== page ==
Word off the street - US judge stops Microsoft selling Word
Like staring at a Magic Eye picture, you more you read this story, the more you may find yourself thinking it's utter bullshit. Apparently it's not. It still doesn't make a lick of sense in the real world, though.
A US judge has ruled that Microsoft can no longer sell Word because of patent infringement. Yes, that Microsoft Word, which is pretty much installed on every desktop PC in the world. The complaint originates with a company called i4i and a patent they filed in 1994, eventually issued in 1998:
"A system and method for the separate manipulation of the architecture and content of a document, particularly for data representation and transformations. The system, for use by computer software developers, removes dependency on document encoding technology."
What i4i claimed was that they created the method and architecture for reading XML documents, now commonplace in Microsoft's 2003 and 2007 versions of Word. The U.S. District Court for the Eastern District of Texas yesterday ruled in favour of i4i, ordering a permanent injunction that "prohibits Microsoft from selling or importing to the United States any Microsoft Word products that have the capability of opening .XML, .DOCX or DOCM files (XML files) containing custom XML." And then there's the small matter of $290 million in damages that Microsoft have been ordered to pay. Carumba.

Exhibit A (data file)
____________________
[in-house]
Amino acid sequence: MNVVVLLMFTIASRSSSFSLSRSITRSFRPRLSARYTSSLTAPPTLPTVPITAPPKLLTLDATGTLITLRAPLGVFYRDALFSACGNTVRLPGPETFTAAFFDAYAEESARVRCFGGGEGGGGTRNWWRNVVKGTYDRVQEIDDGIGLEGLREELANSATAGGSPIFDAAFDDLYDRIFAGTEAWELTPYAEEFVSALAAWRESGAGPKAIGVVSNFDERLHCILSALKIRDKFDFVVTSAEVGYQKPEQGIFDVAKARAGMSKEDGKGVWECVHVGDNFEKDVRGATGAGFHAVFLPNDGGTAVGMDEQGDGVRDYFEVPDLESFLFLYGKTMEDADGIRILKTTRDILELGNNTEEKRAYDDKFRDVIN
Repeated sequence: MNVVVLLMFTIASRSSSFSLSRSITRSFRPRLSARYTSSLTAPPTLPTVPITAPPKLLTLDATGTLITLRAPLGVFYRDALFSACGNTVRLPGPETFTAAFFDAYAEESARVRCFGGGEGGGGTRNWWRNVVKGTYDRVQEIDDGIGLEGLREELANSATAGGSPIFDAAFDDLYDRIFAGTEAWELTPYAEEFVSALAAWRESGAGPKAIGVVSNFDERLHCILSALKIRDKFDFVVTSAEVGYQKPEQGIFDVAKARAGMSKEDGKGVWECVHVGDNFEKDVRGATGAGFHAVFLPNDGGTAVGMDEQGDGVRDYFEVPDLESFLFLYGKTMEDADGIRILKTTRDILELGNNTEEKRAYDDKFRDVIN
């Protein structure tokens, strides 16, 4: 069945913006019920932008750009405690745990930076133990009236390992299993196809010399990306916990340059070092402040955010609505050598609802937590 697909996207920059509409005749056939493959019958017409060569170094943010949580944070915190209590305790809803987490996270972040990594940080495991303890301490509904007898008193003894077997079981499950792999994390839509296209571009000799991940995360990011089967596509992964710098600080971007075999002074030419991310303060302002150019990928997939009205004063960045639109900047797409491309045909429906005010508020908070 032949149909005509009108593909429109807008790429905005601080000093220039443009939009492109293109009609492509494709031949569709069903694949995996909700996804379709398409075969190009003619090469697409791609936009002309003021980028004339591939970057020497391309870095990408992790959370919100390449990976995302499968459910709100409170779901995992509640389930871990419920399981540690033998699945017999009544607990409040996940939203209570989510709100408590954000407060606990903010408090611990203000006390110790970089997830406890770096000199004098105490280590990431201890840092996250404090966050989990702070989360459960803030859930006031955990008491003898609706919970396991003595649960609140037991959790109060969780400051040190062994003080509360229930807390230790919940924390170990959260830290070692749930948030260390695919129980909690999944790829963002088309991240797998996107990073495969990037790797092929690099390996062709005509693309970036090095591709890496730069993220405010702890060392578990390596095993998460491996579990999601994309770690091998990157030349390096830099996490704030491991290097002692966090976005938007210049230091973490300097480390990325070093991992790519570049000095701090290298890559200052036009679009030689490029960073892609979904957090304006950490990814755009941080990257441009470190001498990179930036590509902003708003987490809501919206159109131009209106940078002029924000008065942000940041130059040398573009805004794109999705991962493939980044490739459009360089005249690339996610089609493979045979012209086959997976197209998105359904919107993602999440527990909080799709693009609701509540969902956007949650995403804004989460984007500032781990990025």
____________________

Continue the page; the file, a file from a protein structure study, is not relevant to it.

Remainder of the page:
"We are disappointed by the court's ruling," said a Microsoft spokesperson, providing the understatement of the year as he patted down his trousers for a couple of million in change. "We believe the evidence clearly demonstrated that we do not infringe and that the i4i patent is invalid. We will appeal the verdict." Microsoft has 60 days to comply with the ruling, but will no doubt spending their time and money on having the impossible-sounding injunction overturned.